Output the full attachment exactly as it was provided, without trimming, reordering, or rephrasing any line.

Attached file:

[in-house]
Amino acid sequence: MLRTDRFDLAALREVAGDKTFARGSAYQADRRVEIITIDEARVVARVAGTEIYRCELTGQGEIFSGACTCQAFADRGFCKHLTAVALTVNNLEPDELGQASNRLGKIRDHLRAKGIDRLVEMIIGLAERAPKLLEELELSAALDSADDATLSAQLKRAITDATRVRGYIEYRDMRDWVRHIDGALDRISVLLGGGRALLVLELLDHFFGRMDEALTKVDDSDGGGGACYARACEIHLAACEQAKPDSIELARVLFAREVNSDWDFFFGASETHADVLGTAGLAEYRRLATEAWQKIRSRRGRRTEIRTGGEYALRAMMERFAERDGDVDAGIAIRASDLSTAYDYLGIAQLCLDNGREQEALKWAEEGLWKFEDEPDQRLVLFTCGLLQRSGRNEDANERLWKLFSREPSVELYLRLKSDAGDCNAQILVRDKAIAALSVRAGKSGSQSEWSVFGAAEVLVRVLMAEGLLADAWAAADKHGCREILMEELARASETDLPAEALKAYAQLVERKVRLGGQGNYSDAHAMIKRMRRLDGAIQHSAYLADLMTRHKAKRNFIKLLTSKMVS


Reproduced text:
[in-house]
Amino acid sequence: MLRTDRFDLAALREVAGDKTFARGSAYQADRRVEIITIDEARVVARVAGTEIYRCELTGQGEIFSGACTCQAFADRGFCKHLTAVALTVNNLEPDELGQASNRLGKIRDHLRAKGIDRLVEMIIGLAERAPKLLEELELSAALDSADDATLSAQLKRAITDATRVRGYIEYRDMRDWVRHIDGALDRISVLLGGGRALLVLELLDHFFGRMDEALTKVDDSDGGGGACYARACEIHLAACEQAKPDSIELARVLFAREVNSDWDFFFGASETHADVLGTAGLAEYRRLATEAWQKIRSRRGRRTEIRTGGEYALRAMMERFAERDGDVDAGIAIRASDLSTAYDYLGIAQLCLDNGREQEALKWAEEGLWKFEDEPDQRLVLFTCGLLQRSGRNEDANERLWKLFSREPSVELYLRLKSDAGDCNAQILVRDKAIAALSVRAGKSGSQSEWSVFGAAEVLVRVLMAEGLLADAWAAADKHGCREILMEELARASETDLPAEALKAYAQLVERKVRLGGQGNYSDAHAMIKRMRRLDGAIQHSAYLADLMTRHKAKRNFIKLLTSKMVS